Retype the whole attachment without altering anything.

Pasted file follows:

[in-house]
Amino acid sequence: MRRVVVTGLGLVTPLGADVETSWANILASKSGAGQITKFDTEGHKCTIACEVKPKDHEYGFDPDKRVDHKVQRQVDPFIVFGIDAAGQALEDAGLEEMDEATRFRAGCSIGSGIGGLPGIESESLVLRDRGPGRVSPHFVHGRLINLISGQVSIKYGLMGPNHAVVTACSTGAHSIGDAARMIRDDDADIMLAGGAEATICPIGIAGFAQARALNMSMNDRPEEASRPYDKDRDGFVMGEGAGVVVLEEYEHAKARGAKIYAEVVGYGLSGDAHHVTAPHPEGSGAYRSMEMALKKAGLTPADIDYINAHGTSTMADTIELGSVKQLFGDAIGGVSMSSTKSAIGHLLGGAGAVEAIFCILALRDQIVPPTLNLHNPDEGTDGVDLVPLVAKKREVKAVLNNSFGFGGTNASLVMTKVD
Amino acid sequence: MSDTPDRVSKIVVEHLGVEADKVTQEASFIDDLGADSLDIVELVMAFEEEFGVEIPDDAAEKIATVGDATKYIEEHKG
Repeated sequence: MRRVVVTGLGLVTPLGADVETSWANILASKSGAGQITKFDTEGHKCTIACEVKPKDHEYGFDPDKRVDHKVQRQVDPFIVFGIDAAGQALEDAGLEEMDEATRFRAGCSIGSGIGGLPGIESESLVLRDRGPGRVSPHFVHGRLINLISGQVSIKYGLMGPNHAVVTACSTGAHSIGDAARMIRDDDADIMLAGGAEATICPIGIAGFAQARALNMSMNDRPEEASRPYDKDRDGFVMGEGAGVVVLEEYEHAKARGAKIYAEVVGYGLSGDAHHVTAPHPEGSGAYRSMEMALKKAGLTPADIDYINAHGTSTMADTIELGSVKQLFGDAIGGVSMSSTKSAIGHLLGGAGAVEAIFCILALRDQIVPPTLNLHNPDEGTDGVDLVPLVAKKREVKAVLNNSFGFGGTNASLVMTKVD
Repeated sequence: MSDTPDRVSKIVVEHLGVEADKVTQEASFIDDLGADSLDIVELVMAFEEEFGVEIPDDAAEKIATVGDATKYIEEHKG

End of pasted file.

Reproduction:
[in-house]
Amino acid sequence: MRRVVVTGLGLVTPLGADVETSWANILASKSGAGQITKFDTEGHKCTIACEVKPKDHEYGFDPDKRVDHKVQRQVDPFIVFGIDAAGQALEDAGLEEMDEATRFRAGCSIGSGIGGLPGIESESLVLRDRGPGRVSPHFVHGRLINLISGQVSIKYGLMGPNHAVVTACSTGAHSIGDAARMIRDDDADIMLAGGAEATICPIGIAGFAQARALNMSMNDRPEEASRPYDKDRDGFVMGEGAGVVVLEEYEHAKARGAKIYAEVVGYGLSGDAHHVTAPHPEGSGAYRSMEMALKKAGLTPADIDYINAHGTSTMADTIELGSVKQLFGDAIGGVSMSSTKSAIGHLLGGAGAVEAIFCILALRDQIVPPTLNLHNPDEGTDGVDLVPLVAKKREVKAVLNNSFGFGGTNASLVMTKVD
Amino acid sequence: MSDTPDRVSKIVVEHLGVEADKVTQEASFIDDLGADSLDIVELVMAFEEEFGVEIPDDAAEKIATVGDATKYIEEHKG
Repeated sequence: MRRVVVTGLGLVTPLGADVETSWANILASKSGAGQITKFDTEGHKCTIACEVKPKDHEYGFDPDKRVDHKVQRQVDPFIVFGIDAAGQALEDAGLEEMDEATRFRAGCSIGSGIGGLPGIESESLVLRDRGPGRVSPHFVHGRLINLISGQVSIKYGLMGPNHAVVTACSTGAHSIGDAARMIRDDDADIMLAGGAEATICPIGIAGFAQARALNMSMNDRPEEASRPYDKDRDGFVMGEGAGVVVLEEYEHAKARGAKIYAEVVGYGLSGDAHHVTAPHPEGSGAYRSMEMALKKAGLTPADIDYINAHGTSTMADTIELGSVKQLFGDAIGGVSMSSTKSAIGHLLGGAGAVEAIFCILALRDQIVPPTLNLHNPDEGTDGVDLVPLVAKKREVKAVLNNSFGFGGTNASLVMTKVD
Repeated sequence: MSDTPDRVSKIVVEHLGVEADKVTQEASFIDDLGADSLDIVELVMAFEEEFGVEIPDDAAEKIATVGDATKYIEEHKG